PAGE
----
24.4  Two or More Parameters
24.4  Two or More ParametersIn each of the examples we considered so far in this lesson, there is one and only one parameter. What happens if a probability distribution has two parameters, \(\theta_1\) and \(\theta_2\), say, for which we want to find sufficient statistics, \(Y_1\) and \(Y_2\)? Fortunately, the definitions of sufficiency can easily be extended to accommodate two (or more) parameters. Let's start by extending the Factorization Theorem.
 Definition (Factorization Theorem)

Let \(X_1, X_2, \ldots, X_n\) denote random variables with a joint p.d.f. (or joint p.m.f.):
\( f(x_1,x_2, ... ,x_n; \theta_1, \theta_2) \)
which depends on the parameters \(\theta_1\) and \(\theta_2\). Then, the statistics \(Y_1=u_1(X_1, X_2, ... , X_n)\) and \(Y_2=u_2(X_1, X_2, ... , X_n)\) are joint sufficient statistics for \(\theta_1\) and \(\theta_2\) if and only if:
\(f(x_1, x_2, ... , x_n;\theta_1, \theta_2) =\phi\left[u_1(x_1, ... , x_n), u_2(x_1, ... , x_n);\theta_1, \theta_2 \right] h(x_1, ... , x_n)\)
where:
 \(\phi\) is a function that depends on the data \((x_1, x_2, ... , x_n)\) only through the functions \(u_1(x_1, x_2, ... , x_n)\) and \(u_2(x_1, x_2, ... , x_n)\), and
 the function \(h(x_1, ... , x_n)\) does not depend on either of the parameters \(\theta_1\) or \(\theta_2\).
Let's try the extended theorem out for size on an example.
Example 246
Let \(X_1, X_2, \ldots, X_n\) denote a random sample from a normal distribution \(N(\theta_1, \theta_2\). That is, \(\theta_1\) denotes the mean \(\mu\) and \(\theta_2\) denotes the variance \(\sigma^2\). Use the Factorization Theorem to find joint sufficient statistics for \(\theta_1\) and \(\theta_2\).
Answer
Because \(X_1, X_2, \ldots, X_n\) is a random sample, the joint probability density function of \(X_1, X_2, \ldots, X_n\) is, by independence:
\(f(x_1, x_2, ... , x_n;\theta_1, \theta_2) = f(x_1;\theta_1, \theta_2) \times f(x_2;\theta_1, \theta_2) \times ... \times f(x_n;\theta_1, \theta_2) \times \)
Inserting what we know to be the probability density function of a normal random variable with mean \(\theta_1\) and variance \(\theta_2\), the joint p.d.f. is:
\(f(x_1, x_2, ... , x_n;\theta_1, \theta_2) = \dfrac{1}{\sqrt{2\pi\theta_2}} \text{exp} \left[\dfrac{1}{2}\dfrac{(x_1\theta_1)^2}{\theta_2} \right] \times ... \times = \dfrac{1}{\sqrt{2\pi\theta_2}} \text{exp} \left[\dfrac{1}{2}\dfrac{(x_n\theta_1)^2}{\theta_2} \right] \)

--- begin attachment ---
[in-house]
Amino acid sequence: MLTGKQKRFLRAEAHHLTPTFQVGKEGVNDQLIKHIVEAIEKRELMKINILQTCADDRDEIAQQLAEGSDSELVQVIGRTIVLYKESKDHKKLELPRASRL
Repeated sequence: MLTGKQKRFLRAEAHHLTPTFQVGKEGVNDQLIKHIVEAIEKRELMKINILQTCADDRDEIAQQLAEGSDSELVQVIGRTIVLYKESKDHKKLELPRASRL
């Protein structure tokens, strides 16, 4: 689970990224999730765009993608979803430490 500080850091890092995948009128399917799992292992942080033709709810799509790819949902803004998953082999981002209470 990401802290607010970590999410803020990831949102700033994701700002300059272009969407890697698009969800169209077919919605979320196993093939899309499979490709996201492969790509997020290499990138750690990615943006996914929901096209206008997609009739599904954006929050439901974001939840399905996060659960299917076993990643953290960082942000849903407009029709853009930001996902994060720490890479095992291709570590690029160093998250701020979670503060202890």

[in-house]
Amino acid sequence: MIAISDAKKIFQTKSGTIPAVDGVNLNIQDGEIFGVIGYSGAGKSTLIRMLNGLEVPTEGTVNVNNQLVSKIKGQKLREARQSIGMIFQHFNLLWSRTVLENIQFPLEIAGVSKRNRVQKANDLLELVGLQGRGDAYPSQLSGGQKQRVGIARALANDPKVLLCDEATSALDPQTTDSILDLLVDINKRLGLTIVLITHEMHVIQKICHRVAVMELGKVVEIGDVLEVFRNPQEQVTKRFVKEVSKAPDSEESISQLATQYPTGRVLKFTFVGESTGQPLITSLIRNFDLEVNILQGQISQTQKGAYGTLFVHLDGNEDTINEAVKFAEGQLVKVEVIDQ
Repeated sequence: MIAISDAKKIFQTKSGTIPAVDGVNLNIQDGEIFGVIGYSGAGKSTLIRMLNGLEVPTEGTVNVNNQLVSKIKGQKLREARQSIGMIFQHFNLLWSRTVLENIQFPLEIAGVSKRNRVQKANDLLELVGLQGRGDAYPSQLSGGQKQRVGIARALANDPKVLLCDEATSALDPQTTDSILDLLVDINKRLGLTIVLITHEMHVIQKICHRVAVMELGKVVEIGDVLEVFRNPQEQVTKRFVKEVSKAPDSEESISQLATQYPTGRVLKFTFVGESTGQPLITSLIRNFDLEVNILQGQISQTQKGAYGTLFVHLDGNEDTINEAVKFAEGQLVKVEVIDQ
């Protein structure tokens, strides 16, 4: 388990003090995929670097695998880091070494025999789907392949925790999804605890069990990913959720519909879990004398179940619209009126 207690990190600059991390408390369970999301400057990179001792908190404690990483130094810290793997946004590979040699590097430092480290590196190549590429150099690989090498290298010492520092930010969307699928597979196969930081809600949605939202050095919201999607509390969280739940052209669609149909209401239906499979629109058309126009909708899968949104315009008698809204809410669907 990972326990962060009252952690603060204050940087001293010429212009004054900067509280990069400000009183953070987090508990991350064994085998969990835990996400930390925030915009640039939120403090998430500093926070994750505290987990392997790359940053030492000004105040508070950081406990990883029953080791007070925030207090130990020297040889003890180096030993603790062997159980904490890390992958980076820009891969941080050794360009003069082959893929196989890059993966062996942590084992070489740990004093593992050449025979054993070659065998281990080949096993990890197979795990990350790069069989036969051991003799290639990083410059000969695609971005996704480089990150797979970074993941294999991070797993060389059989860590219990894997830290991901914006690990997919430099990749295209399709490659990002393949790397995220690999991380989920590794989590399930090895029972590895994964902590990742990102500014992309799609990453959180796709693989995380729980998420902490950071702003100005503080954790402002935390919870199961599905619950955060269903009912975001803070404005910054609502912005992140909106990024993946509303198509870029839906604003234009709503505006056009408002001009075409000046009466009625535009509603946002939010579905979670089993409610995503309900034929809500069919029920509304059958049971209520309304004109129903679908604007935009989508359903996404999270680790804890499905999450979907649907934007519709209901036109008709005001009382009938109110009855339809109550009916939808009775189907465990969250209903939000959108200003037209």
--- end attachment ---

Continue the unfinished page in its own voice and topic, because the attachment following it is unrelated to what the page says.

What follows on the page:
Simplifying by collecting like terms, we get:
\(f(x_1, x_2, ... , x_n;\theta_1, \theta_2) = \left(\dfrac{1}{\sqrt{2\pi\theta_2}}\right)^n \text{exp} \left[\dfrac{1}{2}\dfrac{\sum_{i=1}^{n}(x_i\theta_1)^2}{\theta_2} \right] \)
Rewriting the first factor, and squaring the quantity in parentheses, and distributing the summation, in the second factor, we get:
\(f(x_1, x_2, ... , x_n;\theta_1, \theta_2) = \text{exp} \left[\text{log}\left(\dfrac{1}{\sqrt{2\pi\theta_2}}\right)^n\right] \text{exp} \left[\dfrac{1}{2\theta_2}\left\{ \sum_{i=1}^{n}x_{i}^{2} 2\theta_1\sum_{i=1}^{n}x_{i} +\sum_{i=1}^{n}\theta_{1}^{2} \right\}\right] \)
Simplifying yet more, we get:
\(f(x_1, x_2, ... , x_n;\theta_1, \theta_2) = \text{exp} \left[ \dfrac{1}{2\theta_2}\sum_{i=1}^{n}x_{i}^{2}+\dfrac{\theta_1}{\theta_2}\sum_{i=1}^{n}x_{i} \dfrac{n\theta_{1}^{2}}{2\theta_2}n\text{log}\sqrt{2\pi\theta_2} \right]\)
Look at that! We have factored the joint p.d.f. into two functions, one (\(\phi\)) being only a function of the statistics \(Y_1=\sum_{i=1}^{n}X^{2}_{i}\) and \(Y_2=\sum_{i=1}^{n}X_i\), and the other (h) not depending on the parameters \(\theta_1\) and \(\theta_2\):
Therefore, the Factorization Theorem tells us that \(Y_1=\sum_{i=1}^{n}X^{2}_{i}\) and \(Y_2=\sum_{i=1}^{n}X_i\) are joint sufficient statistics for \(\theta_1\) and \(\theta_2\). And, the onetoone functions of \(Y_1\) and \(Y_2\), namely:
\( \bar{X} =\dfrac{Y_2}{n}=\dfrac{1}{n}\sum_{i=1}^{n}X_i \)
and
\( S_2=\dfrac{Y_1(Y_{2}^{2}/n)}{n1}=\dfrac{1}{n1} \left[\sum_{i=1}^{n}X_{i}^{2}n\bar{X}^2 \right] \)
are also joint sufficient statistics for \(\theta_1\) and \(\theta_2\). Aha! We have just shown that the intuitive estimators of \(\mu\) and \(\sigma^2\) are also sufficient estimators. That is, the data contain no more information than the estimators \(\bar{X}\) and \(S^2\) do about the parameters \(\mu\) and \(\sigma^2\)! That seems like a good thing!
We have just extended the Factorization Theorem. Now, the Exponential Criterion can also be extended to accommodate two (or more) parameters. It is stated here without proof.
Exponential Criterion
Let \(X_1, X_2, \ldots, X_n\) be a random sample from a distribution with a p.d.f. or p.m.f. of the exponential form:
\( f(x;\theta_1,\theta_2)=\text{exp}\left[K_1(x)p_1(\theta_1,\theta_2)+K_2(x)p_2(\theta_1,\theta_2)+S(x) +q(\theta_1,\theta_2) \right] \)
with a support that does not depend on the parameters \(\theta_1\) and \(\theta_2\). Then, the statistics \(Y_1=\sum_{i=1}^{n}K_1(X_i)\) and \(Y_2=\sum_{i=1}^{n}K_2(X_i)\) are jointly sufficient for \(\theta_1\) and \(\theta_2\).
Let's try applying the extended exponential criterion to our previous example.
Example 246 continuted
Let \(X_1, X_2, \ldots, X_n\) denote a random sample from a normal distribution \(N(\theta_1, \theta_2)\). That is, \(\theta_1\) denotes the mean \(\mu\) and \(\theta_2\) denotes the variance \(\sigma^2\). Use the Exponential Criterion to find joint sufficient statistics for \(\theta_1\) and \(\theta_2\).
Answer
The probability density function of a normal random variable with mean \(\theta_1\) and variance \(\theta_2\) can be written in exponential form as:
Therefore, the statistics \(Y_1=\sum_{i=1}^{n}X^{2}_{i}\) and \(Y_2=\sum_{i=1}^{n}X_i\) are joint sufficient statistics for \(\theta_1\) and \(\theta_2\).